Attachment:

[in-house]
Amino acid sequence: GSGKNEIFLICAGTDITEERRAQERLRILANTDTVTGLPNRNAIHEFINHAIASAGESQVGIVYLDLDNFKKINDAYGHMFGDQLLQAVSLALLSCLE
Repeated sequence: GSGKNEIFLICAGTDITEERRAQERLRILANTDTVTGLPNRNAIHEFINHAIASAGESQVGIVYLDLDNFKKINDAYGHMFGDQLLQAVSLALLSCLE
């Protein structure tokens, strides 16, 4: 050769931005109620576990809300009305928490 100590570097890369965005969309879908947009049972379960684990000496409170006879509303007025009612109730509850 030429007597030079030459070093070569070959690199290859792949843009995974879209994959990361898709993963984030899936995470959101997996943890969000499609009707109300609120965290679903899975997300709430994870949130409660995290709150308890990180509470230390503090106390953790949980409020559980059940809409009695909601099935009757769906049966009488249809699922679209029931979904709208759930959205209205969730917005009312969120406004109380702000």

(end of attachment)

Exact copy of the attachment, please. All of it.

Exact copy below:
[in-house]
Amino acid sequence: GSGKNEIFLICAGTDITEERRAQERLRILANTDTVTGLPNRNAIHEFINHAIASAGESQVGIVYLDLDNFKKINDAYGHMFGDQLLQAVSLALLSCLE
Repeated sequence: GSGKNEIFLICAGTDITEERRAQERLRILANTDTVTGLPNRNAIHEFINHAIASAGESQVGIVYLDLDNFKKINDAYGHMFGDQLLQAVSLALLSCLE
């Protein structure tokens, strides 16, 4: 050769931005109620576990809300009305928490 100590570097890369965005969309879908947009049972379960684990000496409170006879509303007025009612109730509850 030429007597030079030459070093070569070959690199290859792949843009995974879209994959990361898709993963984030899936995470959101997996943890969000499609009707109300609120965290679903899975997300709430994870949130409660995290709150308890990180509470230390503090106390953790949980409020559980059940809409009695909601099935009757769906049966009488249809699922679209029931979904709208759930959205209205969730917005009312969120406004109380702000």